Prosecuting John Galt

This is another from Silicon Valley Bank’s SVB Financial Group. I wonder what Paulson & Co is shorting now.


A Nation of Losers?
By Jim Anderson, cialis sales discount Silicon Valley Bank

We have no idea whether Goldman Sachs did anything illegal or not. We suspect that these charges will fade away once their political usefulness has evaporated. They will pay a meaningful fine “without admitting or denying any wrongdoing” as is the common practice in these situations.

The politics behind the case, cialis canada find if any, remain inscrutable, but conspiracy aficionados are pointing to the odd timing at a critical juncture in the financial regulations debate and the first-time-ever, 100-percent partisan split vote by the SEC board to bring the case forward. A few days after the unrepentant Goldman executives calmly displayed their extraordinary IQs in the face of numerous profanity-laced senatorial tirades, rumors of criminal charges were leaked to the press. The unfortunate timing put a dent in the government’s claim of independence from political expediency.

At this point what happens in federal court is secondary. The real action is in the court of public opinion where Goldman, a long-time supporter of the Obama administration and a serial source of Treasury secretaries for many administrations, is being tried for “betting against the American economy.” More specifically, after years of facilitating government housing policy by securitizing Fannie Mae and Freddie Mac inspired subprime and Alt-A mortgages, Goldman reacted to that market backing up and began to manage its own risk aggressively. So their real crime was betting against the probability that poorly underwritten mortgage loans granted to unqualified borrowers would get repaid on schedule.

Just in case you’ve recently return from ski trip in Antarctica, the case revolves around a synthetic collateralized debt obligation (CDO Abacus 2007-AC1). The presentation material on Abacus 2007-AC1 contained nine pages of disclosures, disclaimers and risk factors. Goldman constructed this CDO to satisfy the requirements of two groups of investors. One group, Paulson & Co., was looking for a way to short bonds backed by subprime mortgages. The others were looking for increased exposure to the U.S. housing market.

Please note that a synthetic CDO does not actually contain any mortgages or bonds. It only references other mortgage bonds and the returns to investors reflect the performance of those referenced bonds. Think of it as playing fantasy baseball where your team of players does not actually exist. The success of your team depends on the performance of your reference players every day.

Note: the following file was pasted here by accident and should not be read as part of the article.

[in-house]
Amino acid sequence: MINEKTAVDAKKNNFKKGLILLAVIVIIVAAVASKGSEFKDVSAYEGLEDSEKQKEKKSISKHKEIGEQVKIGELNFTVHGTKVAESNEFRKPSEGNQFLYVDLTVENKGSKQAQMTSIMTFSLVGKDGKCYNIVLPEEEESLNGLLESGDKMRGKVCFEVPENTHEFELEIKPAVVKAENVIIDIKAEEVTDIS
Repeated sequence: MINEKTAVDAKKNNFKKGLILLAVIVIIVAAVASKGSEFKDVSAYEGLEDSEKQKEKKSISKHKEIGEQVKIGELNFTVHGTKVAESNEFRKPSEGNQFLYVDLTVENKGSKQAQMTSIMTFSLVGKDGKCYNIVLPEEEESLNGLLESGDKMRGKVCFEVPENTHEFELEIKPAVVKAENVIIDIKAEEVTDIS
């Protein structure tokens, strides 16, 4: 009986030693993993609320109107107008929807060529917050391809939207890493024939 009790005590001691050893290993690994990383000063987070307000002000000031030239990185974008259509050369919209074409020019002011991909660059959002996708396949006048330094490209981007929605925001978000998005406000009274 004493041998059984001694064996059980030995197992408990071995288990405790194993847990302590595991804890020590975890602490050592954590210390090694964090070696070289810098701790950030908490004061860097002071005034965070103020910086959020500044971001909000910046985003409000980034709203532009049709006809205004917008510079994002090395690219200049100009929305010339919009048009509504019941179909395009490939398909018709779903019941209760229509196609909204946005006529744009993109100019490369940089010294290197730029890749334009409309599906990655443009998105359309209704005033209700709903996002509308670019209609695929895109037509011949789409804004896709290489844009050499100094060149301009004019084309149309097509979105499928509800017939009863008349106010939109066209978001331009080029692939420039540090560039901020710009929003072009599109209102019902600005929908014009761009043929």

The bonds referenced in Abacus 2007-AC1 were all rated AAA by Moody’s and S&P and the returns looked attractive for that risk profile. So IKB and ABN AMRO invested. ABN AMRO, a sophisticated Dutch bank, lost $841 million. IKB Deutsche Industriebank, a small regional middle-market lender in Germany, had created a subsidiary called Rhinebridge specifically to invest in U.S. subprime mortgages. They lost $150 million on Abacus 2007-AC1 and much more on other subprime plays. The bank became the subject of a ?5 billion rescue and was the first subprime-related bank failure. On the other side of this side bet, Paulson & Co. made a $1 billion profit.

And, oh yes, Goldman lost a cool $100 million of their own money on Abacus. Then they started hedging aggressively, but it was too late. Total losses for the firm during the crisis were $9.1 billion, all of which was replaced by new equity raised in the private markets before the TARP program existed. Shouldn’t we be applauding the fact that Goldman was smart enough to see the emerging risks and take corrective action saving the taxpayers the obligation to breathe life into yet another zombie bank?

Under the moral construct currently in vogue in Congress, if Goldman Sachs is to be castigated as a villain for working to hedge their subprime risk once it became apparent, then what are we to think of Wachovia and Washington Mutual? After all, they lost a combined $107 billion supporting the government’s program to expand homeownership for low-income families. To recall the famous admonition of House Financial Services Committee Chairman Barney Frank in September 2003, Wachovia and WaMu were “rolling the dice a little bit more in this situation towards subsidized housing.” Should we think of Wachovia and WaMu as heroes for selflessly sacrificing their shareholders and bondholders to support a misguided government policy?

There are a couple conclusions we can take away from these events. First, the good senators working on reforming our financial system are struggling mightily with little apparent success to build some meaningful understanding of that system. Second, if the U.S. government had a risk management function as well developed as Goldman Sachs’, they may never have “rolled the dice” in the first place.

According to estimates by former Fannie Chief Credit Officer Edward Pinto, the low-income housing policy drove Fan and Fred to promote the underwriting and acquisition of more than $2.7 trillion in dodgy mortgages. Where would we be today if Fannie and Freddie had rejected the strategy of their congressional overseers as unacceptably risky? Maybe if we could retain Chester Paulson of Paulson & Co. as an advisor to give us some guidance on mitigating future systemic risk resulting from massive government intervention in the financial markets.

Finally, if Goldman is the villain for doing the smart thing are we now as a nation on the side of the incompetent — the losers?

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